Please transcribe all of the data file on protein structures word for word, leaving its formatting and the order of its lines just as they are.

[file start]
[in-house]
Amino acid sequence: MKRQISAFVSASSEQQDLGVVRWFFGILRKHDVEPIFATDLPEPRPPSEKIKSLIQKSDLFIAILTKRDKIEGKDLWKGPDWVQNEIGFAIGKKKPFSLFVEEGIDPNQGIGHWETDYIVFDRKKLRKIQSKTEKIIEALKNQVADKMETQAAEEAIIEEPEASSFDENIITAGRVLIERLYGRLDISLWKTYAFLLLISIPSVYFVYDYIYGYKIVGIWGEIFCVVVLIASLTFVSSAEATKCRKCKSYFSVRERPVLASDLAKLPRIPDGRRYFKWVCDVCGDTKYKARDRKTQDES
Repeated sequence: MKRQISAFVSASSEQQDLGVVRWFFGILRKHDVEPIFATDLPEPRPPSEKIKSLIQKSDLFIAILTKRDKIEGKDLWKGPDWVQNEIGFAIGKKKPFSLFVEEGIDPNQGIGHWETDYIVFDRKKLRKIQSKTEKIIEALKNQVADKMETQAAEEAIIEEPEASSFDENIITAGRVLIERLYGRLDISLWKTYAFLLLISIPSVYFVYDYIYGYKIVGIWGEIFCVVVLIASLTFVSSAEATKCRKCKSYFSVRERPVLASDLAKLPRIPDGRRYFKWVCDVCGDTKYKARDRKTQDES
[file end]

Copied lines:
[in-house]
Amino acid sequence: MKRQISAFVSASSEQQDLGVVRWFFGILRKHDVEPIFATDLPEPRPPSEKIKSLIQKSDLFIAILTKRDKIEGKDLWKGPDWVQNEIGFAIGKKKPFSLFVEEGIDPNQGIGHWETDYIVFDRKKLRKIQSKTEKIIEALKNQVADKMETQAAEEAIIEEPEASSFDENIITAGRVLIERLYGRLDISLWKTYAFLLLISIPSVYFVYDYIYGYKIVGIWGEIFCVVVLIASLTFVSSAEATKCRKCKSYFSVRERPVLASDLAKLPRIPDGRRYFKWVCDVCGDTKYKARDRKTQDES
Repeated sequence: MKRQISAFVSASSEQQDLGVVRWFFGILRKHDVEPIFATDLPEPRPPSEKIKSLIQKSDLFIAILTKRDKIEGKDLWKGPDWVQNEIGFAIGKKKPFSLFVEEGIDPNQGIGHWETDYIVFDRKKLRKIQSKTEKIIEALKNQVADKMETQAAEEAIIEEPEASSFDENIITAGRVLIERLYGRLDISLWKTYAFLLLISIPSVYFVYDYIYGYKIVGIWGEIFCVVVLIASLTFVSSAEATKCRKCKSYFSVRERPVLASDLAKLPRIPDGRRYFKWVCDVCGDTKYKARDRKTQDES